Keynote 2:

In Search of “No-Code”: Reimagining IDN Authoring Tools in the Age of AI

The promise of “no” or at least “low” code has been foregrounded in many IDN authoring tools. From Flash’s original timeline interface to Inform 7’s promise of “natural language” development; from Adventure Game Studio’s graphical structures to Twine’s various story formats; from Ren’Py’s modified Python to Bitsy’s minimalist interface; IDN authoring tools that aim at empowering individual creators or students are particularly prone to this rhetoric. However, an author seeking to craft anything beyond the most superficial of experiences in any of these tools will usually find that code is waiting just below the surface. However, the rise of AI-powered coding assistants (such as ChatGPT 4 and GitHub CoPilot) is raising new speculation on the future of code: in an provocation published in The Atlantic, Kelli Maria Korducki suggested that “computer science is no longer the safe major.” As we reckon with both the possibilities and panics surrounding AI-augmented IDN authoring tools, the history of “no-code” and the search for inclusive IDN authoring tools offers guidance for imagining the platforms of our future.

Andrew Phelps

Wednesday, November 15th, 09:00-10:45 GMT+9

Dr. Andrew “Andy” Phelps ( is a Professor in the Film & Media Arts division of the School of Communication at American University, and as Director of the AU Game Center, a multidisciplinary effort that engages faculty, staff, and students from several divisions and departments across AU. He also holds a joint appointment as a Professor in the Computer Science Department in the AU College of Arts & Sciences. AU offers several degrees and certificates relative to games and media, including an MA in Game Design and an MFA in Games and Interactivity, and Phelps advises students in these programs as well as other areas of media arts and computing.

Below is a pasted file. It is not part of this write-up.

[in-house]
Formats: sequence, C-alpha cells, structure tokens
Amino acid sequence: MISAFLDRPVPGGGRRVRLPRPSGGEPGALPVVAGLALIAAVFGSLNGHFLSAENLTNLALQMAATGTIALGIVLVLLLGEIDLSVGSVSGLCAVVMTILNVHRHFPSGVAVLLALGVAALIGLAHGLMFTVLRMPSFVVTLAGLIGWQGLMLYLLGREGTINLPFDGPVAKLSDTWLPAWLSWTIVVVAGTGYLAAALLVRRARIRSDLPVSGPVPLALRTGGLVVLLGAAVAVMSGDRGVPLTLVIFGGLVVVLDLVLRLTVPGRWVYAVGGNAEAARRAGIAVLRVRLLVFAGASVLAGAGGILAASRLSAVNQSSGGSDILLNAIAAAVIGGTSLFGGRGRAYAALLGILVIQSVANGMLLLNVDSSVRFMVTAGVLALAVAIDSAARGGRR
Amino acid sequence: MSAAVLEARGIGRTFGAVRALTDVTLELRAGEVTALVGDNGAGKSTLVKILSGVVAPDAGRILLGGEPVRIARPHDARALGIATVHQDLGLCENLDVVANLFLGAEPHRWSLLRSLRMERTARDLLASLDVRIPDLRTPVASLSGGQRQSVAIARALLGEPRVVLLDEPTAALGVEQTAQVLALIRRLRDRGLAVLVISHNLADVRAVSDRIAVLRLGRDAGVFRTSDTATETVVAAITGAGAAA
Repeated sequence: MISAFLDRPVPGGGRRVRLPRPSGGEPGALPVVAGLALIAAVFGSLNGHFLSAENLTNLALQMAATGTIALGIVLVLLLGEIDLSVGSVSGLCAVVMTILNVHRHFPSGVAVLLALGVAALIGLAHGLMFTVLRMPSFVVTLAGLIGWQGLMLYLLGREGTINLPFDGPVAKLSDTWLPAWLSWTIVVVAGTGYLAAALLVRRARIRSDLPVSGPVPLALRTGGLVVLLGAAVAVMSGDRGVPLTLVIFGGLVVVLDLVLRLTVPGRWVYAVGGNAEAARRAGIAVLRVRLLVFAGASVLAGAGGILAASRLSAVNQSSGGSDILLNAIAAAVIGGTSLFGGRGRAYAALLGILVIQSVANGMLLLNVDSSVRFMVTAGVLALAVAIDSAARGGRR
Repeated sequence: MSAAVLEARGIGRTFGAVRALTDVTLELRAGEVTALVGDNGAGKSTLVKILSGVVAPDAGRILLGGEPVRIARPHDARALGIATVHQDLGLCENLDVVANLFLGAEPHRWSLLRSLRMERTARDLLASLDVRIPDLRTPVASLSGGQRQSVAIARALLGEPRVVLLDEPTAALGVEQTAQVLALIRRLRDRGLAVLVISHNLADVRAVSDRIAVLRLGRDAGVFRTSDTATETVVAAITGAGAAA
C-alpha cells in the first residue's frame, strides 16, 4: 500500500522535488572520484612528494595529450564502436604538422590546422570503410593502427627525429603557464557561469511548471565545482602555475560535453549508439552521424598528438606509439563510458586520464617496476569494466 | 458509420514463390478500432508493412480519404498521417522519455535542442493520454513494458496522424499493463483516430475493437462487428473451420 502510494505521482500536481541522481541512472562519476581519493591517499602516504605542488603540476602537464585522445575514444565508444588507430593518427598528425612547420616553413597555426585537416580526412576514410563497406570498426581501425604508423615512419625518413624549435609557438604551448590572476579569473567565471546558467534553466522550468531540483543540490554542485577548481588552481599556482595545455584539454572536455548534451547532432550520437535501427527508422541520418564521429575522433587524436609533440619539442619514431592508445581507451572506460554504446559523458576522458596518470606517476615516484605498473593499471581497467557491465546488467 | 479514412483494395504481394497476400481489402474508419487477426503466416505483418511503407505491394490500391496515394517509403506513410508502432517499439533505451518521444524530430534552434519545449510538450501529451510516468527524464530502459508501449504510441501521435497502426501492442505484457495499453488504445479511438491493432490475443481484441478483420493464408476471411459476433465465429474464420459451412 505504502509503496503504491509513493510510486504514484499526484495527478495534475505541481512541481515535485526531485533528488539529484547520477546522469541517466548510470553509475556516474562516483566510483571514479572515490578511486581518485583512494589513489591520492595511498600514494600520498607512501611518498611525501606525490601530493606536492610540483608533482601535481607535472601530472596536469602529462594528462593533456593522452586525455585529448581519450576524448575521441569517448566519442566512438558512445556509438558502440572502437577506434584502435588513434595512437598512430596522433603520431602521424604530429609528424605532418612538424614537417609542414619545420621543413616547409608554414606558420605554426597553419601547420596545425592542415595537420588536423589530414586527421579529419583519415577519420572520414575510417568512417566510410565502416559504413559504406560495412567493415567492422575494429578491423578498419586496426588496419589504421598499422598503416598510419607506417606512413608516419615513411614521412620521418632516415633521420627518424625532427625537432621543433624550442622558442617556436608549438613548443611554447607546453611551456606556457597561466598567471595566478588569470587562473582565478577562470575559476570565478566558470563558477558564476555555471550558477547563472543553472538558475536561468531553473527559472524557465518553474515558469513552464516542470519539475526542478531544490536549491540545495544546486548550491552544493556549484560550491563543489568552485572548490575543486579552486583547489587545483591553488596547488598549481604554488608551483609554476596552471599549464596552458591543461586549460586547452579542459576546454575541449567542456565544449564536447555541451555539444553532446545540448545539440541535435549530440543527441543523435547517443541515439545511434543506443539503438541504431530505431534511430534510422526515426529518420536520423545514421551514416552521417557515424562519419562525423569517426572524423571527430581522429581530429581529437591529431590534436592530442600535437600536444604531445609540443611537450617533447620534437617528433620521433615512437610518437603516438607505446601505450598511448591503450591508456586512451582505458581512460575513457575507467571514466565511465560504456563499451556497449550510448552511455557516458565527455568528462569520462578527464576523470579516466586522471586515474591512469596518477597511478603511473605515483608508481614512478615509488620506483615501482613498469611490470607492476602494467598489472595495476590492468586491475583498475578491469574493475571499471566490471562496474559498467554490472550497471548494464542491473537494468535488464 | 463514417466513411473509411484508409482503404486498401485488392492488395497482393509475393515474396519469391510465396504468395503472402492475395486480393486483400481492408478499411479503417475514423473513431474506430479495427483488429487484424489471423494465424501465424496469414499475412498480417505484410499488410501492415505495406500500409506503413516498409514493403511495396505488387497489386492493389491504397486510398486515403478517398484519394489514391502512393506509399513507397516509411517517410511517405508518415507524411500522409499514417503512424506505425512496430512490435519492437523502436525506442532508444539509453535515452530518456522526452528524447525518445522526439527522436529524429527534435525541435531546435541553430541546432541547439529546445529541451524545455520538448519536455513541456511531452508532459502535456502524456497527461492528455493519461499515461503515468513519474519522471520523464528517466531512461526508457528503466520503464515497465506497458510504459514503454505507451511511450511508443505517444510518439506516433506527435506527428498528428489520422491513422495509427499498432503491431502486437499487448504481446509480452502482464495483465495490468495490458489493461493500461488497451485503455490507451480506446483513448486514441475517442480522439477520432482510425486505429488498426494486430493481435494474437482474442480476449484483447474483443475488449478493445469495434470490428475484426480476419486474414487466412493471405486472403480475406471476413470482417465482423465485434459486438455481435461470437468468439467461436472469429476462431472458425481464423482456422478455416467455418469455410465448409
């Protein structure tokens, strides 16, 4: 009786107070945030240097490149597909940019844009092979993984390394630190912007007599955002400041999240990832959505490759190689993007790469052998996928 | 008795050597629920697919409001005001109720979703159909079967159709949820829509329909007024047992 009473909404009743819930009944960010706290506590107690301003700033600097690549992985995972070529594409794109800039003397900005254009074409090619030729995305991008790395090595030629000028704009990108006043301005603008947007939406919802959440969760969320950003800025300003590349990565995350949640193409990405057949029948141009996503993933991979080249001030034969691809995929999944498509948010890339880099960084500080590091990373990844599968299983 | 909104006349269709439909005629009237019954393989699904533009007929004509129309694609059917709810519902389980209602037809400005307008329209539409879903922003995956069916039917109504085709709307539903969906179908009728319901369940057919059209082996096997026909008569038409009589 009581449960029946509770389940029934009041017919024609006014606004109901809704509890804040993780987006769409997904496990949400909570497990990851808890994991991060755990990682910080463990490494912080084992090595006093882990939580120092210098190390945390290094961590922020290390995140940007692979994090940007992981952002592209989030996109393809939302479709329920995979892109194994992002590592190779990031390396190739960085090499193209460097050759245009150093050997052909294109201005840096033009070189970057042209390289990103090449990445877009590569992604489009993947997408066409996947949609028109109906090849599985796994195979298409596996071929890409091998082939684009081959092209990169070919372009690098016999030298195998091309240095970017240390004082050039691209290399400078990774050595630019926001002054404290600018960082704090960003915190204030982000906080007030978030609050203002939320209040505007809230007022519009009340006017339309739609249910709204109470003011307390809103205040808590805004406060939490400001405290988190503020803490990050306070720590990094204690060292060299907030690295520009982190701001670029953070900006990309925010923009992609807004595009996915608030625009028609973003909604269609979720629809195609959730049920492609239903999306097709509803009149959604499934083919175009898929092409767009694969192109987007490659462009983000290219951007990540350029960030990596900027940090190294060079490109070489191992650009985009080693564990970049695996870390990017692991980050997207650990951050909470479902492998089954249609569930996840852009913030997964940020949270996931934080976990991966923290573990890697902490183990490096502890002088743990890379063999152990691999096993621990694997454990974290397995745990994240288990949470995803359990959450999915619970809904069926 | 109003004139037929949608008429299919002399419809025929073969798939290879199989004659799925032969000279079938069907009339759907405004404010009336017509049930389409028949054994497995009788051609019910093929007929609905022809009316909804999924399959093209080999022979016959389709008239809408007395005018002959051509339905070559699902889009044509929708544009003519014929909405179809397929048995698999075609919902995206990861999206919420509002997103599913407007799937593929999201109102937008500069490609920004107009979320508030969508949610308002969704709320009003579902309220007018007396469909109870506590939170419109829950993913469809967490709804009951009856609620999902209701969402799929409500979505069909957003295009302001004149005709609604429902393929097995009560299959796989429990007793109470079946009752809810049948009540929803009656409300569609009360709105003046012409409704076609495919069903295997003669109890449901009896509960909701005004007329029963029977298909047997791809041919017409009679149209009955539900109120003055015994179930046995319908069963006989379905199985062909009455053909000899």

Mia Consalvo

Wednesday, November 15th, 09:00-10:45 GMT+9

Dr. Mia Consalvo is Professor and Canada Research Chair in Game Studies and Design at Concordia University in Montreal. She is the co-author of Real Games: What’s Legitimate and What’s Not in Contemporary Videogames (2019) and Players and their Pets: Gaming Communities from Beta to Sunset (2015). She is also co-editor of Sports Videogames (2013) and the Handbook of Internet Studies (2011), and is the author of Cheating: Gaining Advantage in Videogames (2007) as well as Atari to Zelda: Japan’s Videogames in Global Context (2016). 

Keynote 3:

The Un-Hero’s Journey: Notions of Narrative in a More Mundane Context

This talk explores notions of interactive digital narrative that challenge notions of agency, choice, and engagement. Specifically, we examine ( and challenge ) notions of a hero’s narrative, or even being a hero, or even what it means to ‘play’. This is a rethink, a thought exercise, a set of ideas wrapped around exploring the very fundamentals of interactivity, as we try to work out notions of engagement, agency, and choice (or lack thereof). See you there!

663highland, CC BY-SA 3.0, via Wikimedia Commons


Kansai University

Ritsumeikan University

We are in Kobe, Japan!